Review: Steeped in Religious Frenzy, Everyone Will Burn Offers a Chilling Revenge Story

From director/co-writer David Hebrero (Dulcinea), Everyone Will Burn is a terrifying revenge story, the likes of which I have never seen. The film opens in a small village in Leon, Spain, where María José (Macarena Gomez) is about to jump off a bridge after years of being tormented by the memory of her son committing suicide because he was bullied for being a dwarf. Right as she’s about to jump, a little girl named Lucia (Sofía García) appears, covered in dirt and mostly silent (except for calling María José “Mom”), but clearly there to save the woman from death. As María José drives Lucia to her home in the village, two cops pull her over. By the end of the exchange, both officers are brutally killed and María José is in full panic mode.

Everyone Will Burn is a lot of movie, which throws in nods to films like The Omen and The Exorcist, but the truth is, it owes its biggest debt to folk horror movies from the 1960s and ’70s. There’s a legend in the town that decades earlier, the residents sacrificed a child to appease the devil and avoid an apocalypse. But as the earth’s ice caps melt at an alarming rate and crops in the village are dying, those who are more religiously inclined believe another sacrifice may be necessary. All that stirs up María José’s remembrances of a time when her son was pushed by the children of these same zealots, who now have their eye on Lucia as a possible sacrificial lamb. As the situation gets worse, the truth about the town’s history and current state begins to be revealed, along with many years of corruption, lies, and sadistic secrets, some of which are committed by the mayor’s family and the local clergy.

Residents begin suffering violent deaths, and before long María José is accused of summoning an evil entity that wants nothing short of swallowing the town whole and fulfilling a prophecy to end the world. The performances in Everyone Will Burn are fantastic across the board, especially those of Gomez and García. When María José starts realizing that she can use Lucia as a weapon against those who torment her and call her psycho, that’s when the film gets downright nasty. And yes, people do occasionally spontaneously combust from time to time. How could you not be impressed with a film that has actual villagers marching to a home to kill a monster with pitchforks and other practical weapons? Aside from running a bit too long for its limited subject matter, the movie is a solid statement on the results of bullying, religious zealotry, and the art of being a small town gossip. And forget that goofy pilgrim from Thanksgiving; Lucía is the next great horror icon.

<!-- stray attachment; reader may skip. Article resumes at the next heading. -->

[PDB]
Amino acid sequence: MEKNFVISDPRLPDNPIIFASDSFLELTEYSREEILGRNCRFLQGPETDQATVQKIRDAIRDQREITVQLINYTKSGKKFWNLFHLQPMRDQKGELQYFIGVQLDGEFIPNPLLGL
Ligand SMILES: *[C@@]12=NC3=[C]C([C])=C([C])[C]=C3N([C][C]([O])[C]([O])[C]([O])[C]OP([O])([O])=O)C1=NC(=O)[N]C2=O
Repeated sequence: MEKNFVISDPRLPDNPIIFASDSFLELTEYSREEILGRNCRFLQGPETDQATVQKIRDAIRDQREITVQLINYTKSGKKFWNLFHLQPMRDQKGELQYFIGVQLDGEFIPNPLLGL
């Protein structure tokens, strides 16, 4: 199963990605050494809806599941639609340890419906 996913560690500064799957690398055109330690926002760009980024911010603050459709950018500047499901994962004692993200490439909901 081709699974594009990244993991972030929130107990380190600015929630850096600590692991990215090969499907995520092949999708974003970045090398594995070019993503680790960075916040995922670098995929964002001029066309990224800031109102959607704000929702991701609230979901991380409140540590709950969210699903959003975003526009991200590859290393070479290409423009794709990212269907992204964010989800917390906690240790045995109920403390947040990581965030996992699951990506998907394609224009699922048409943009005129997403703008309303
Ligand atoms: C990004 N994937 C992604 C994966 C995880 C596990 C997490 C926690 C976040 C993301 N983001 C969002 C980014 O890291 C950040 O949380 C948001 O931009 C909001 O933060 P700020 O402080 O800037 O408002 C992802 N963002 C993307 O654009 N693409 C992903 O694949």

The film is playing in a limited theatrical run currently, and will be available digitally on December 5.

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Steve Prokopy

Steve Prokopy is chief film critic for the Chicago-based arts outlet Third Coast Review. For nearly 20 years, he was the Chicago editor for Ain’t It Cool News, where he contributed film reviews and filmmaker/actor interviews under the name “Capone.” Currently, he’s a frequent contributor at /Film ( and Backstory Magazine. He is also the public relations director for Chicago's independently owned Music Box Theatre, and holds the position of Vice President for the Chicago Film Critics Association. In addition, he is a programmer for the Chicago Critics Film Festival, which has been one of the city's most anticipated festivals since 2013.